As of October 11, the average American woman who works full time, year-round started working for free.
That’s because she makes just 78 percent of what a man makes. If a man’s pay lasts the whole year long, hers doesn’t even make it to Halloween.
Women of color have been putting in even more time. Black women have been working for free since August 21. Hispanic women have been doing so since July 16.
Even if we take into account things like the fact that women tend to go into different industries and occupations, stay in the labor force for less time (often thanks to raising children), and are less likely to be in a union, women should still walk away from work beginning Black Friday and not come back until New Years Day.
The fact that women’s work comes so heavily discounted has inspired unions in Denmark for the last five years to call on Danish women to take the rest of the year off after they reach that point—and they have just a 17 cent pay gap, one of the world’s smallest. “It’s a way to remove the gender pay gap in a split second,” Lise Johansen, who heads the campaign for the Danish Confederation of Trade Unions, told Bloomberg News. “Go to a tropical island for the rest of the year!”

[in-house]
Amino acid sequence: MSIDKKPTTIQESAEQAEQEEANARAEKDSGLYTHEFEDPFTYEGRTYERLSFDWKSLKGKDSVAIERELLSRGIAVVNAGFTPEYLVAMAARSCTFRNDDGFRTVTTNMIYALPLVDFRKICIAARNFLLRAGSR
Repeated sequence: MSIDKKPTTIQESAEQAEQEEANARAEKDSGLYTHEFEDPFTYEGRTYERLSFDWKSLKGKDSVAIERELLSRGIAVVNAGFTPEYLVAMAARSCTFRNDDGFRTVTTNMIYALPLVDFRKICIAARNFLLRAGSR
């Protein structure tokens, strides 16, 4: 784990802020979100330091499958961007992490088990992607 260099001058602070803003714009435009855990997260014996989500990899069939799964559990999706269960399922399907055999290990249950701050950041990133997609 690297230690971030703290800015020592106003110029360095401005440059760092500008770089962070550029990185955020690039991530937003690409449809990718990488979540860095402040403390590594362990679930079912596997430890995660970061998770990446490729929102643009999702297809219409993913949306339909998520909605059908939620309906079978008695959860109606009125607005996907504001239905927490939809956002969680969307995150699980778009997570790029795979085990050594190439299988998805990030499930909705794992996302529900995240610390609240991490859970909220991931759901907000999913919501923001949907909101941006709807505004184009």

Women aren’t just working for free when they leave their houses, of course. They’re working for free every day of the year when they go home and raise children, cook meals, and clean house. They devote far more time to this than men: they spend a half hour more on child care, housework, cooking, and household management each day compared to men. That’s double the time men spend on child care.
That time may not be rewarded, but it still has a value. Take the effort women put in caring for elderly parents, which they are far more likely to do compared to men. If all the informal elderly caregiving by family and friends were instead replaced by someone paid to do it, the total would be $522 billion a year. That’s a half trillion dollar gift (mostly) women give to society.